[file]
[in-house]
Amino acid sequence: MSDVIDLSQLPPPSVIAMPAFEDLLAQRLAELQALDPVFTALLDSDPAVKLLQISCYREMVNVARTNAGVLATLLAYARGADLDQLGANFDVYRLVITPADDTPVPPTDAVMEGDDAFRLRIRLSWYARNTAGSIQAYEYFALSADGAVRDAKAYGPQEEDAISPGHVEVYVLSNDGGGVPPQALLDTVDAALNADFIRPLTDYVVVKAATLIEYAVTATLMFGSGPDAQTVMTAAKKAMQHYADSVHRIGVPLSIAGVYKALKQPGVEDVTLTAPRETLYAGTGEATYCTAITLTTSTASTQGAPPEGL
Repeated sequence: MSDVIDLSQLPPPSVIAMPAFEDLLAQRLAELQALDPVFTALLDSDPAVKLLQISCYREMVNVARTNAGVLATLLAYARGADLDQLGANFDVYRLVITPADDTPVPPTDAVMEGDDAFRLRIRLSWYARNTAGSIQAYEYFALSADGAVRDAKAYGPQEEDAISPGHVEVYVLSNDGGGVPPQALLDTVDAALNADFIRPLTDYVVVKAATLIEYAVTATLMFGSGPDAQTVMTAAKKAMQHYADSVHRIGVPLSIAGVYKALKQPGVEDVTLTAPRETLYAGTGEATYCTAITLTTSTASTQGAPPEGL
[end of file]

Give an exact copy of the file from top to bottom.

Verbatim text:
[in-house]
Amino acid sequence: MSDVIDLSQLPPPSVIAMPAFEDLLAQRLAELQALDPVFTALLDSDPAVKLLQISCYREMVNVARTNAGVLATLLAYARGADLDQLGANFDVYRLVITPADDTPVPPTDAVMEGDDAFRLRIRLSWYARNTAGSIQAYEYFALSADGAVRDAKAYGPQEEDAISPGHVEVYVLSNDGGGVPPQALLDTVDAALNADFIRPLTDYVVVKAATLIEYAVTATLMFGSGPDAQTVMTAAKKAMQHYADSVHRIGVPLSIAGVYKALKQPGVEDVTLTAPRETLYAGTGEATYCTAITLTTSTASTQGAPPEGL
Repeated sequence: MSDVIDLSQLPPPSVIAMPAFEDLLAQRLAELQALDPVFTALLDSDPAVKLLQISCYREMVNVARTNAGVLATLLAYARGADLDQLGANFDVYRLVITPADDTPVPPTDAVMEGDDAFRLRIRLSWYARNTAGSIQAYEYFALSADGAVRDAKAYGPQEEDAISPGHVEVYVLSNDGGGVPPQALLDTVDAALNADFIRPLTDYVVVKAATLIEYAVTATLMFGSGPDAQTVMTAAKKAMQHYADSVHRIGVPLSIAGVYKALKQPGVEDVTLTAPRETLYAGTGEATYCTAITLTTSTASTQGAPPEGL